Today QMII crossed our bow and took the lead. 700 metres between us when all the cheering and horn blasting started. Camera flashes looked like fireworks from all decks. Our captain reminded us, that those onboard the QMII, had the better view by far. A very emotional half hour as we watched QMII sail past on a very calm sea, to the deep 'horn duet' from both ships.
I have always wanted to sail into New York, and it was every bit as exciting as I had expected, but, we both felt very reluctant to leave the comfort, easy routine and safety of the ship. So, we both stepped ashore somewhat subdued, and, a little envious of those setting sail on the later return journey.
Day 7– Arrive NYC
We were on the crowded deck soon after 4.30am well wrapped up from the cold dawn air. Our lecturers from the cruise gave a narration of the sights we were passing. QMII left our side and went into Brooklyn, and we headed on to Manhattan, alone. We passed the floodlit Statue of Liberty, and soon the commentary informed us we were sailing past ground Zero – a big gap in Manhattan's skyline, and still a site to induce deep contemplation. By 6.30 the tugs had gently nudged us into pier 92. Time for breakfast in the Lido for the last time.
We spent the next couple of hours, prior to disembarking, just walking the decks and gazing sleepily at the Manhattan skyline, now our forward horizon. The Captain was busy giving TV news interviews for station 10, amongst others. A historic day for NY and the QEII. This evening she would leave this city for the very last time.
New York was exciting, fantastic, vibrant, mad and visually stunning under a week of crisp blue skies. Great to enter shops and restaurants any time of the day or night, and to be greeted as if you mattered. I wont go into details of the rest of our stay, we walked miles and saw plenty. The Egyptian Galleries in the Met held us for at least two of our days, and we did most of the tourist places. Where else could one find a store with three whole floors devoted to M&Ms!
The only other detail I have to mention, was our final treat to ourselves, a night at The Waldorf Astoria. Do it at least once in your life, and dine in its Bull and Bear Steakhouse; even if you are a vegetarian! We have never eaten such filet mignon. My Waldorf Salad (naturally) was wonderful, and our bowl of mixed berries with cream for desert... out of this world. Re-living this meal during the gastronomic delights of British Airways the next day and night, is the only thing that kept us both sane.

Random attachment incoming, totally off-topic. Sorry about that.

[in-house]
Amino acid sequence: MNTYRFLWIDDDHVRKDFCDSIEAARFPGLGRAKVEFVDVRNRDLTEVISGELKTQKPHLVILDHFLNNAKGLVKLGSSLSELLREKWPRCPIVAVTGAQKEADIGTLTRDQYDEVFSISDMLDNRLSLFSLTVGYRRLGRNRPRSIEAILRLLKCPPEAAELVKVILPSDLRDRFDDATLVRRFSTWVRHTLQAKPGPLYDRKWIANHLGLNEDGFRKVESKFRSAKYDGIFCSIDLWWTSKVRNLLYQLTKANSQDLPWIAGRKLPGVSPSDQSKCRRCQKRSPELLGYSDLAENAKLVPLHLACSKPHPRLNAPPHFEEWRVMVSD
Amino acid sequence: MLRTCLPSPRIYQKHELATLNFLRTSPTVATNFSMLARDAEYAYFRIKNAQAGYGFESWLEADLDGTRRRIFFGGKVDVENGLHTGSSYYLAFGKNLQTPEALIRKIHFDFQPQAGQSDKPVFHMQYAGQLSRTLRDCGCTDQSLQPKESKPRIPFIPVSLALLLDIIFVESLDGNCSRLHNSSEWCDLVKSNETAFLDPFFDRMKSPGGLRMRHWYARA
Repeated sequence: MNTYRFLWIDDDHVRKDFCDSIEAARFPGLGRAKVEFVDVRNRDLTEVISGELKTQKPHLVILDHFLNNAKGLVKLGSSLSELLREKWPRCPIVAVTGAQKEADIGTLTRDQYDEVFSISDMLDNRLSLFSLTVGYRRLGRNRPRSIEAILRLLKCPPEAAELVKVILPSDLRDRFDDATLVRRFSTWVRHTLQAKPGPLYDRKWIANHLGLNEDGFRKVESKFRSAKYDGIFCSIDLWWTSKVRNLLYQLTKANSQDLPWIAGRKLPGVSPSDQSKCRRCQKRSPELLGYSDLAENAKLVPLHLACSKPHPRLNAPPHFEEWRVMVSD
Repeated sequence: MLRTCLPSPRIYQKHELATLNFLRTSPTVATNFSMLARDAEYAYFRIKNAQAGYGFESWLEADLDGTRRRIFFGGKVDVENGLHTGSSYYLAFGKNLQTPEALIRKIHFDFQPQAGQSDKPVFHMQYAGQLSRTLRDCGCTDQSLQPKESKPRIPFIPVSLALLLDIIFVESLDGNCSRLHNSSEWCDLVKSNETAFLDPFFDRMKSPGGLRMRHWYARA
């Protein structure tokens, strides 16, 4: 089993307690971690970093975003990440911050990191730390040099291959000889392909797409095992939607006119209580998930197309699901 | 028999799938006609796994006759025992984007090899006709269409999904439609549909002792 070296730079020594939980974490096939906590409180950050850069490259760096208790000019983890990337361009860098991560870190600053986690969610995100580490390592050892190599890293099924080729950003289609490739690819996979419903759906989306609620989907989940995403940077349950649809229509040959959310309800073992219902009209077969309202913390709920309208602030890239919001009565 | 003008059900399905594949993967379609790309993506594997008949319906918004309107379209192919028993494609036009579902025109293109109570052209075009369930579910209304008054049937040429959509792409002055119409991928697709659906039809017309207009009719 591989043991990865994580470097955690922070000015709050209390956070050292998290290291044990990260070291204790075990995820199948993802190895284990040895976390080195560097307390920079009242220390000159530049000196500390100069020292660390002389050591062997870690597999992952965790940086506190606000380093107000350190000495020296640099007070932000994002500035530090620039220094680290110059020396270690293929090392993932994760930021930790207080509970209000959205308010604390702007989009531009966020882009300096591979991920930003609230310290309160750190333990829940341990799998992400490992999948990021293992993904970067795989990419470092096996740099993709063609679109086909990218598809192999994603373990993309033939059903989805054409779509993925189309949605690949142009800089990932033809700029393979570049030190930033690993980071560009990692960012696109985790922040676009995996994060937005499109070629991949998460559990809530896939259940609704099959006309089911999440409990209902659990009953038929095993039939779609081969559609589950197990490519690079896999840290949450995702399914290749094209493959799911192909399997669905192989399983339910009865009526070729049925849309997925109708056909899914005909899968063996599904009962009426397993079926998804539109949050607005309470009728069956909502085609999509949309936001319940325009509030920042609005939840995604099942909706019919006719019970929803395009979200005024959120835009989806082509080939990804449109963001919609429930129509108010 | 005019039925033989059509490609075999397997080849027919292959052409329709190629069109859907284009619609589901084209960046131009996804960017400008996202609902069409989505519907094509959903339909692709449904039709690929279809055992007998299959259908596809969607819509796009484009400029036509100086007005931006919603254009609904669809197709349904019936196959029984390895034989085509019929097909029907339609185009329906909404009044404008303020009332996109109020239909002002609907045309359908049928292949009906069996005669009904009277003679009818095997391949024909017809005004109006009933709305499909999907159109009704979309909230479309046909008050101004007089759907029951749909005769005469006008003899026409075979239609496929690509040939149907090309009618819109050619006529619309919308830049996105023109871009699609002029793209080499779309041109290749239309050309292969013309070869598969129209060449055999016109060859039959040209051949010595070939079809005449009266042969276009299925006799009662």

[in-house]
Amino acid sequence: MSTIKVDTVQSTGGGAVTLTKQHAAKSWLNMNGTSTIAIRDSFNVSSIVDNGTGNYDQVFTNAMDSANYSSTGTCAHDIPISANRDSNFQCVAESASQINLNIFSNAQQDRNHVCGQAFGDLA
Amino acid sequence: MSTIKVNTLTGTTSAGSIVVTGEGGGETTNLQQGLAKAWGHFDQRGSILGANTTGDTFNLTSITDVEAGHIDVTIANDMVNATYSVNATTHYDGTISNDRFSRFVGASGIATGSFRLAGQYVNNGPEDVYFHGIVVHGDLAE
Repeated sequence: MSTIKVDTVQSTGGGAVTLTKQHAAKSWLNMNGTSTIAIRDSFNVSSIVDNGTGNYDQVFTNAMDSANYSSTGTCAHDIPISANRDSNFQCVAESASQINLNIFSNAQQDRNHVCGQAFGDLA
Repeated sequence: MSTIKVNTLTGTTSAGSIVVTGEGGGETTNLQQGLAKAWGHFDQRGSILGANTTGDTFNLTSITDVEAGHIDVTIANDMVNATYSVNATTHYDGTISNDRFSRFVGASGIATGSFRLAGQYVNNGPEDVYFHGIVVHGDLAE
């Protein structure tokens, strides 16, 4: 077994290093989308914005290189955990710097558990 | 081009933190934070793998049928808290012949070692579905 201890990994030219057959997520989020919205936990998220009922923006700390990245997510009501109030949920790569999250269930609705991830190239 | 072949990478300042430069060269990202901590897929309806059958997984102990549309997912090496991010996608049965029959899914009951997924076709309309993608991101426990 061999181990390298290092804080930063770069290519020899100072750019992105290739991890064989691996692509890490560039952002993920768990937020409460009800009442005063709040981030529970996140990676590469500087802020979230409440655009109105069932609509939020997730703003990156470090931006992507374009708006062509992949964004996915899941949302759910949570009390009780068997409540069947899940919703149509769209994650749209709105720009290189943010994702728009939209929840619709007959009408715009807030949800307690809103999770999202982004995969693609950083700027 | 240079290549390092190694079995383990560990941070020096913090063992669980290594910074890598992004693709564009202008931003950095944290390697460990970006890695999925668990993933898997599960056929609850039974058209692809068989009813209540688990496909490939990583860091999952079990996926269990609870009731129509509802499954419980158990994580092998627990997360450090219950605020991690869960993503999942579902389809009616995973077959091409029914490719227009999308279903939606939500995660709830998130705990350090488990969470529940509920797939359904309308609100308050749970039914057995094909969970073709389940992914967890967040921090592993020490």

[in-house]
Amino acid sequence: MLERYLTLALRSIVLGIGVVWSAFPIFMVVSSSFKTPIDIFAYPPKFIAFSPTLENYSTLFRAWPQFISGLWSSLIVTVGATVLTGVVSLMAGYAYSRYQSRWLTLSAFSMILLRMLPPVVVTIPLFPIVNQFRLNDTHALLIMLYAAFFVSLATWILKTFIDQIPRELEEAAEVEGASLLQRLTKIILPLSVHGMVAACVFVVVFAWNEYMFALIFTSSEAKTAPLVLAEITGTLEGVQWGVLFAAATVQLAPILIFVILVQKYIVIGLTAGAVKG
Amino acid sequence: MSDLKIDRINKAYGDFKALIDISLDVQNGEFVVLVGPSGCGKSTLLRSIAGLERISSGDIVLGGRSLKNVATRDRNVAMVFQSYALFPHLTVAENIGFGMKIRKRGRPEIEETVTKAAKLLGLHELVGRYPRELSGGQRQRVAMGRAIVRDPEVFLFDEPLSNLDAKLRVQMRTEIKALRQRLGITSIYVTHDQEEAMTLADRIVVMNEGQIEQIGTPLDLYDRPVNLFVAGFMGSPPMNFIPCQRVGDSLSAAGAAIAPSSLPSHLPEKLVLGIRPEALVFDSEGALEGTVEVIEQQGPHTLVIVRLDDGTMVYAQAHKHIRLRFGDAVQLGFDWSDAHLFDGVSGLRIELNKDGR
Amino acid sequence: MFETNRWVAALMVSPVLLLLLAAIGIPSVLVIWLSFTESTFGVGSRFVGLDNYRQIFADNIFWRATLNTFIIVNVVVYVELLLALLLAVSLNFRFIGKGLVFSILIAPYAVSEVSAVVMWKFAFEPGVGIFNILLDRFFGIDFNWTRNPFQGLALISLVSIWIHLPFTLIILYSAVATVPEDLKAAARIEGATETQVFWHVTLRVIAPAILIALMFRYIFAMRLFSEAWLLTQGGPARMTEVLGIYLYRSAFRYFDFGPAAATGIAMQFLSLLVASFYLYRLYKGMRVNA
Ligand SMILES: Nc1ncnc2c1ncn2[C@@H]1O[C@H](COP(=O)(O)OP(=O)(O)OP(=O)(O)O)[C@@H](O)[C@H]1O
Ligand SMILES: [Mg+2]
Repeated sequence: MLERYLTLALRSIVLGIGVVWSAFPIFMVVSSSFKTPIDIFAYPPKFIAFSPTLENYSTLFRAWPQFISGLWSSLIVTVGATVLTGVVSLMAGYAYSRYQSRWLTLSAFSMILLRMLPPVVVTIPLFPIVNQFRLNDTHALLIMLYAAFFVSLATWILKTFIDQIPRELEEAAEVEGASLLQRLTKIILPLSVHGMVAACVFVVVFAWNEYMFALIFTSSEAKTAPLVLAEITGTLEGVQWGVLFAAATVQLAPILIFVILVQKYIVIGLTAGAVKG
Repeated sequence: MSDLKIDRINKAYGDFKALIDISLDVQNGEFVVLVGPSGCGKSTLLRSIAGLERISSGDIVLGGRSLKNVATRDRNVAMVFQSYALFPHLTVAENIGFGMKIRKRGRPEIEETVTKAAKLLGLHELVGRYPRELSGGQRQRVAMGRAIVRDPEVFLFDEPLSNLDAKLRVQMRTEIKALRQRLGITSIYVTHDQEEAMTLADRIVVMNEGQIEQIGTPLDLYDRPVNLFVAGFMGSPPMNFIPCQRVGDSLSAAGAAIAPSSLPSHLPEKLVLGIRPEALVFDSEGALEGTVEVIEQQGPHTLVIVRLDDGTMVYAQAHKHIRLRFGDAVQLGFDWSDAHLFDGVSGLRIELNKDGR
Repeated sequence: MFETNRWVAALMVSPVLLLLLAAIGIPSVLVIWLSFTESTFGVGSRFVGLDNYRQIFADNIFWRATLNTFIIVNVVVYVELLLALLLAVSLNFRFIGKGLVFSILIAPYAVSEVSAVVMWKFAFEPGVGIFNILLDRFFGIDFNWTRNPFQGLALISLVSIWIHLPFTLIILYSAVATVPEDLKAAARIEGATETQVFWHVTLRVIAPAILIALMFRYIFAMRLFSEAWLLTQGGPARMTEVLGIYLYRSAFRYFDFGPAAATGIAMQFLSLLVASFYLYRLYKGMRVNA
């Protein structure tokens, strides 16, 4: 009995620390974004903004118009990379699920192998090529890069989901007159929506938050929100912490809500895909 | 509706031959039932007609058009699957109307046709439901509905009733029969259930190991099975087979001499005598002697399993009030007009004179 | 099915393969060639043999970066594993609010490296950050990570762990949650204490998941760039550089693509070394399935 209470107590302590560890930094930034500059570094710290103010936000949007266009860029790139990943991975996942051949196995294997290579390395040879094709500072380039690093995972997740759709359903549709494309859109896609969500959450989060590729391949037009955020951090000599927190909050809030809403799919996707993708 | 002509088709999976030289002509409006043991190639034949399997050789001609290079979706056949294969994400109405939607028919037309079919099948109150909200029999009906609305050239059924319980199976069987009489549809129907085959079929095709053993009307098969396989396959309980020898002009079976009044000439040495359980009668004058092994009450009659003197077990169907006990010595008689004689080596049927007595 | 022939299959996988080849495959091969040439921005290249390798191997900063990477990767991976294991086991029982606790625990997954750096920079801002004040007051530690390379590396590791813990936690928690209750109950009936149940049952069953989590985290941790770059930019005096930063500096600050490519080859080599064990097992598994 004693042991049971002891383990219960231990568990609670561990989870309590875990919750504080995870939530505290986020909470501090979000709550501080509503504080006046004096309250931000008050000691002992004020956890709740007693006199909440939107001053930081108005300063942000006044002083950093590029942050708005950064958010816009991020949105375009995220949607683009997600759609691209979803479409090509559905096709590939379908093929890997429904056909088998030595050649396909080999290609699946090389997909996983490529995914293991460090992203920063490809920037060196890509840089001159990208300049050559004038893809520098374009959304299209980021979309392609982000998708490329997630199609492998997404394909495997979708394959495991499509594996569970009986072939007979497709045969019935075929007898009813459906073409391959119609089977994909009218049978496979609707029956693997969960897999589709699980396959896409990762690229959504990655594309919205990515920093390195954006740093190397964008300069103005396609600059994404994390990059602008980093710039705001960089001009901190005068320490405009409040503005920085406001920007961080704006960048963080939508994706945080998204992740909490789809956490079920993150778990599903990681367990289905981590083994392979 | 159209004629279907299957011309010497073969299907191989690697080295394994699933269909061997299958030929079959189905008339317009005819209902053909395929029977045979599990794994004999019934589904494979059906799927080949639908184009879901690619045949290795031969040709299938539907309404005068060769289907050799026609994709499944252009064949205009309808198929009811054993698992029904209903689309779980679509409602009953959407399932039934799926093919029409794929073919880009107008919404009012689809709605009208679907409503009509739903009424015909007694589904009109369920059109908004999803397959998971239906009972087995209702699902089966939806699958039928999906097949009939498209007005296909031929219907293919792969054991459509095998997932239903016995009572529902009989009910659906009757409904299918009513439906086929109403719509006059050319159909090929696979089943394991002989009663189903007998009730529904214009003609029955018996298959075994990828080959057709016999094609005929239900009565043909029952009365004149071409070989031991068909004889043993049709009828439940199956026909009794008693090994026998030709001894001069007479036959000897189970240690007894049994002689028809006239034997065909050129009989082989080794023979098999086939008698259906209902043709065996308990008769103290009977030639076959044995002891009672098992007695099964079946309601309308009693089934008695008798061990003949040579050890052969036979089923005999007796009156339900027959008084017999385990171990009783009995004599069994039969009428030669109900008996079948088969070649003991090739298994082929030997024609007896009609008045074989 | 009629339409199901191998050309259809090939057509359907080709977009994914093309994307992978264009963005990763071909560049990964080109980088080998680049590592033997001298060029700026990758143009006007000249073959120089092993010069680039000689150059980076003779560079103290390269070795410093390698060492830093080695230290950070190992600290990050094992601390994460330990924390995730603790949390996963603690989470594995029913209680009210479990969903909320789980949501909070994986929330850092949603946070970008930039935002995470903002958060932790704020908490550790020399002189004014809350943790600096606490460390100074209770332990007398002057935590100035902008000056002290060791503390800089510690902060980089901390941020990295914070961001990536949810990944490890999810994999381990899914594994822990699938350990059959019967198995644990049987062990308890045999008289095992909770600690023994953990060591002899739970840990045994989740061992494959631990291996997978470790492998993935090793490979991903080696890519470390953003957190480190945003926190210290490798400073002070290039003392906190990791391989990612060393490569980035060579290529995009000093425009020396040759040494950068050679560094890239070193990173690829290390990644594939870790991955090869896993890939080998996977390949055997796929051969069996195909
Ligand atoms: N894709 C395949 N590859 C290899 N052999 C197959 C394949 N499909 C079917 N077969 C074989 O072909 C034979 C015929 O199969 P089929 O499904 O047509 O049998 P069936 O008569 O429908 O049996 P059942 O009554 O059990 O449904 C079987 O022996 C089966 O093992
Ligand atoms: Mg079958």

Fortunately, this feeling gradually faded, with every mile of our 20 minute cab ride to our Hotel, the Da Vinci, on West 56th Street. We paid our first visit to Joe G’s, the Italian restaurant in the basement, and immediately felt at home. Ship, what ship?! After a superb pizza and plenty of great coffee and tea, we took a walk to Times Square – saw the ‘naked’ cowboy. (He dropped out of sight from then on, something to do with the drop in temperature I think) Back to hotel for check-in.
A great choice and in a great location, we dumped everything in our room and headed for the subway. Off to Battery Park – saw several ex QEII passengers who were also waiting for her to sail out of NYC.
The Queen Mary arrived first, from her Brooklyn berth, into the Hudson towards Battery park, and sat waiting for the Queen Elizabeth. She then turned as the QEII appeared, and they headed out together into the fading light. Fire hoses were spraying from fireboats as helicopters circled overhead. We briefly became friends on that fishermens' quay, with fellow passengers passing round the Kleenex. Together, we watched that lovely ship sail away.
MIKE SHEPHERD IMAGES